Tile entities use the saveAdditional method to get the data to store as a CompoundTag when the world is saved and load to read back that nbt into normal variables. I'll use this to simply store my isActive field and read it back. Make sure to call the super methods to let Minecraft store the block entity's base data.

public void saveAdditional(CompoundTag nbt) {
nbt.putBoolean("active", this.isActive);

public void load(CompoundTag nbt) {
this.isActive = nbt.getBoolean("active");

Note that the nbt keys id, x, y, z, ForgeData, ForgeCaps and the registry name of the block entity type (for me that's mob_slayer) are reserved for the default data Minecraft has to store about your block entity. Do not try to use them.

Syncing Data​

With my block entity, I've been careful to do everything on the server side. If you're doing something more complex, you may have to sync data between the client and the server. There are a few ways to do this. I will cover examples where you need to use these in a later tutorial on doing custom rendering with a block entity. Join the discord server to be notified when it is released.

On chunk load: getUpdateTag() returns the data that the server wants to send as a CompoundTag. handleUpdateTag(CompoundTag tag) reads it back on the client side.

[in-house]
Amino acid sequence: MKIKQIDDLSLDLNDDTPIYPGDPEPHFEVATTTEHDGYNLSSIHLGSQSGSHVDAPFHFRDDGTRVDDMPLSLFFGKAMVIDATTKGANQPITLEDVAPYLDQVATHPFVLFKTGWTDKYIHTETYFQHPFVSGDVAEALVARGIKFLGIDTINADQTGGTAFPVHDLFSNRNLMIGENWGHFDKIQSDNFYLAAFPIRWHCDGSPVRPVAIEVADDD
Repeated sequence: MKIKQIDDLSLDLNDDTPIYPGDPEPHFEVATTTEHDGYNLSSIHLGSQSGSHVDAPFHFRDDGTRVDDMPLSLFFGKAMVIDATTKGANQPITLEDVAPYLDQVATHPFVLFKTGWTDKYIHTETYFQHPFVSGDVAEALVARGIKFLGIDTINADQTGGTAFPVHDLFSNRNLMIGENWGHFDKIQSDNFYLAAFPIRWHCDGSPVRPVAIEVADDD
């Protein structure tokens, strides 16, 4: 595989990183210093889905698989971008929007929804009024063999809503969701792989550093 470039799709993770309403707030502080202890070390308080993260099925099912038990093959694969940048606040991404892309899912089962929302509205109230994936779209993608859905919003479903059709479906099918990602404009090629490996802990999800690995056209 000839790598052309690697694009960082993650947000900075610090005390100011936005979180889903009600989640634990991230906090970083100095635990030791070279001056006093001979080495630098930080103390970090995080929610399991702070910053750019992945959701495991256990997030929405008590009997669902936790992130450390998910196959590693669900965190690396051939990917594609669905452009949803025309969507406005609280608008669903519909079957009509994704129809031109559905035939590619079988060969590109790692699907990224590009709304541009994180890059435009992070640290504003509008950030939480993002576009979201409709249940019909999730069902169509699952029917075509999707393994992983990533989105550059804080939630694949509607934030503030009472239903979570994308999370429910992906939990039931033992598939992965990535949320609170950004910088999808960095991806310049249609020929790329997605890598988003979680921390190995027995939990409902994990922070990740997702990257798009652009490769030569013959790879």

On block update: gotta use a packet! (but you can use one from vanilla). getUpdatePacket is sent from the server, onDataPacket is read on the client.

public ClientboundBlockEntityDataPacket getUpdatePacket(){
CompoundTag nbtTag = new CompoundTag();
// save data to nbt
return new ClientboundBlockEntityDataPacket(this.worldPosition, -1, nbtTag);

public void onDataPacket(Connection net, ClientboundBlockEntityDataPacket pkt){
CompoundTag tag = pkt.getTag();
// read data

To trigger that you can call world.notifyBlockUpdate(BlockPos pos, BlockState oldState, BlockState newState, int flags)

Custom packet: a more versatile solution would be to make your own packets that you can send whenever you want (not just for block updates). I will cover packets in a future tutorial. Join the discord server to be notified when it is released.


The block to which you bound your block entity is a block like any other. Don't forget to give it a block model, item model, block state definition, loot table and lang entry.

You can also use code to do more complex rendering logic for your block entity. This will be covered in a future tutorial. Join the discord server to be notified when it is released.

Coming soon, join the discord server to be notified when they're released.

  • You can use your block entity to store items and open a gui to access them, like a chest.


  • Make the mob slayer we made in this tutorial directional. That is, instead of the area of effect being centered on the block, have the block rotatable from like the last tutorial and only attack mobs in the forwards direction.
  • Make a block entity that teleports nearby mobs on top of it
    • hint: entity.setPos(x, y, z);